When I was making my spring break Korea travel plans, I asked Beverlee Einsig of Korean Heritage Tours to help me find options to learn about Korean agriculture.  Beverlee, a stellar guide with her Korean counterpart, Mr. Chae, had taken our family on a homeland tour in 2010.  An agricultural tour was a request that they had never gotten, but Mr. Chae found us a unique Korean opportunity.

South Korea has a climate similar to the mid-Atlantic states in the United States with temperatures reaching up to 70 degrees Fahrenheit in mid-April dropping into the 40’s at night. Summer temperatures reach into the 90’s with high humidity.  In mid-April the farms are already buzzing, and farmers are beginning to make a little money to support their operations, while preparing for their summer crop season.

Farmer Cho’s strawberry operation

Our destination was a strawberry farm owned by 60-year-old Farmer Cho, the youngest farmer in the 37-acre farm community of 30 farmers in Yangpyeong, about a one-hour drive east of downtown Seoul on the Han River.  Farmer Cho grows rice, strawberries and beef cattle on his two-and-a-half-acre farm.  All three of his products are certified organic by the Korean government, as are all of the farmers’ products in this small valley.

Visitors are invited to tour his farm, fill (but not overfill) a one-quart container with strawberries, and eat as many strawberries as desired — all for $18 per person.  Housed under extra-insulated hoop houses for those brisk early and late season days, the ever-bearing strawberry season begins in mid-March and ends in October.  Rows of strawberry plants are grown on foot-high mounds that have been wrapped in plastic.  Strawberries drip down the sides but never touch dirt, so they are ready for immediately popping into one’s mouth.  Overhead and under-row sprinkler systems are fed by an on-site well, and each of the three hoop houses support their own discreet bee colony.  The larger strawberries are picked by his customers.  Farmer Cho picks the smaller berries and makes them into refrigerator jam, which is sold for about $9/pint.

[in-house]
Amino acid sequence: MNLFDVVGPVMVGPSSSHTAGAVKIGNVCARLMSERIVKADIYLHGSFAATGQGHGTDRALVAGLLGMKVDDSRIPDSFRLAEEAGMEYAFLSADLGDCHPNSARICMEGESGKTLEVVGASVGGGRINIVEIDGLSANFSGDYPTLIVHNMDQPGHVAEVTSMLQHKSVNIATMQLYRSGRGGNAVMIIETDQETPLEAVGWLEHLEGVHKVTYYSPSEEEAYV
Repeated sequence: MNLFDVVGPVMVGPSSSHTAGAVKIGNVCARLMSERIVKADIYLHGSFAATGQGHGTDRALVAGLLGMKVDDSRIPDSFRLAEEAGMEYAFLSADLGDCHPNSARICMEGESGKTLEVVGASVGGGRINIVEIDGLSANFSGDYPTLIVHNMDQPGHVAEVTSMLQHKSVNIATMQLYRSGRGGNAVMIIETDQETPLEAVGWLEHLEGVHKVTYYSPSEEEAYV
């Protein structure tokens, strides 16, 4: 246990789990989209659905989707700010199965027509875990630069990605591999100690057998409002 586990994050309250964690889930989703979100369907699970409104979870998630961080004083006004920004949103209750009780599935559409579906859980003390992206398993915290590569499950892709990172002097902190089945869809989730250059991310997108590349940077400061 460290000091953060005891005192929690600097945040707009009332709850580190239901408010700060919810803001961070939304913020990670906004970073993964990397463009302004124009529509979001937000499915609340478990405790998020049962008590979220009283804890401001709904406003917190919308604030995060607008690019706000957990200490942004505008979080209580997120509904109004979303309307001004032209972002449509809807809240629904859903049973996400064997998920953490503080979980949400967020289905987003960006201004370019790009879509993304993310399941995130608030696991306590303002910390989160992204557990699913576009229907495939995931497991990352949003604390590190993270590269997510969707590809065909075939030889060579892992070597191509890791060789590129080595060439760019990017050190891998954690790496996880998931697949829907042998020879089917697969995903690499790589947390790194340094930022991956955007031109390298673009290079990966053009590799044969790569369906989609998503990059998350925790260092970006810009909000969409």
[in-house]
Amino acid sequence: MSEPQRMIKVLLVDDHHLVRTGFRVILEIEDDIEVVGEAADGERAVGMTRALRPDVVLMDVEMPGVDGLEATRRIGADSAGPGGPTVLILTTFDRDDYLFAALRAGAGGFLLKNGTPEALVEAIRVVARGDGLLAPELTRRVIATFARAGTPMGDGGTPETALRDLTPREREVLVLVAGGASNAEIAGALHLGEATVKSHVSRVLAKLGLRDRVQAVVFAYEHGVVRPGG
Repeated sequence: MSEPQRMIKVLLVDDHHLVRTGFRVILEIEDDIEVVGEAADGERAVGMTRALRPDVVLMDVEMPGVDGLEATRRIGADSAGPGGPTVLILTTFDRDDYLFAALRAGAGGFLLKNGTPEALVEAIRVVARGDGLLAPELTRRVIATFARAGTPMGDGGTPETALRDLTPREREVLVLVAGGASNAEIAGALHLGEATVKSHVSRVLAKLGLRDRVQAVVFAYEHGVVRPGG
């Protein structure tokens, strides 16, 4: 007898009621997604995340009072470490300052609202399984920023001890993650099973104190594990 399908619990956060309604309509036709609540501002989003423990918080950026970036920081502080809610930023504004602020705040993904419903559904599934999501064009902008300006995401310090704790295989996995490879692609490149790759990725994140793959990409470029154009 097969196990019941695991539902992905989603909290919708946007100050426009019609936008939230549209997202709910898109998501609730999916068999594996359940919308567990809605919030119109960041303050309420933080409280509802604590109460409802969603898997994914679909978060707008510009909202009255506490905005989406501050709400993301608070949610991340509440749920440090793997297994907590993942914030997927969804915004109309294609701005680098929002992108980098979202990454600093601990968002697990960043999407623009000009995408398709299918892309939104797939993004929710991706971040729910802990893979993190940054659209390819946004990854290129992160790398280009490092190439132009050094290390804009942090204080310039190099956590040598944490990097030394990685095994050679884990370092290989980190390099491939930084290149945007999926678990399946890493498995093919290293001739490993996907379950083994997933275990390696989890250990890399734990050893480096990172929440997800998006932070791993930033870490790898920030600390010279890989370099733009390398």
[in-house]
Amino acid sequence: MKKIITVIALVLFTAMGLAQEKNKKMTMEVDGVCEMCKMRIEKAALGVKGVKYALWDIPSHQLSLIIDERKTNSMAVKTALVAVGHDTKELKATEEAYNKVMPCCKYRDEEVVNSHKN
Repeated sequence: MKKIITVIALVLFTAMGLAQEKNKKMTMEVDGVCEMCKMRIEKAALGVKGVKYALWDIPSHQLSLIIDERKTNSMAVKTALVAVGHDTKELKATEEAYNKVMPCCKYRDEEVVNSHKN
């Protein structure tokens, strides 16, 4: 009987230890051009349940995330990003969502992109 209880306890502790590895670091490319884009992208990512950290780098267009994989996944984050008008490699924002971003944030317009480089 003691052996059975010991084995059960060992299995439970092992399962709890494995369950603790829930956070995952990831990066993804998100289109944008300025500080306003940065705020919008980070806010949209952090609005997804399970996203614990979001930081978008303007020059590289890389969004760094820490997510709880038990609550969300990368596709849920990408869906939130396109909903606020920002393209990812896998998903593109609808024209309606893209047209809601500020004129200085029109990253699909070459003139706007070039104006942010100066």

Farmer Cho’s strawberries are nourished by his 63 head of beef cattle.  Since land is at a premium in Korea, there are no pasture-fed beef on his farm!  Farmer Cho regularly cleans out the pens, places sawdust on the floors, and returns the cattle to the pen.  The cattle are fed the greens and hulls from last year’s rice crop, which is augmented by a purchased grain mixture.  The 100% organic manure material is used to fertilize his strawberry crop, keeping the circle of inputs and outputs tight.

The Korean staple:  Rice

Korean farmers building the hoop house over rice starts

Farmer Cho’s rice season had not started, but a neighboring farmer was preparing his starts.  Rice seeds were placed in square starter boxes.  A hoop house was being constructed with what appeared to be the farmer’s son who had returned from the city to assist his aging parents.

Since the rice plots appear to be small, little equipment is needed to grow the crop, which was especially fortuitous since their mini-tractor was stuck in foot-deep mud!

The starts will be planted in May with harvest in early October.  Korea’s rice growing season is through the summer with upwards of 20 inches of rain over the three month wet season. Paddies are flooded to reduce weeds, but organic rice production may require hand weeding, since herbicides are not used.

I continued to enjoy my stash of strawberries the rest of our trip, savoring each drip of sweetness, knowing that I had experienced strawberry heaven!

Kathryn Gardow, P.E., is a land use expert and owner of Gardow Consulting, an organization dedicated to providing multidisciplinary solutions to building sustainable communities. Kathryn has expertise in project management, planning, and civil engineering, with an emphasis on creating communities that include food production.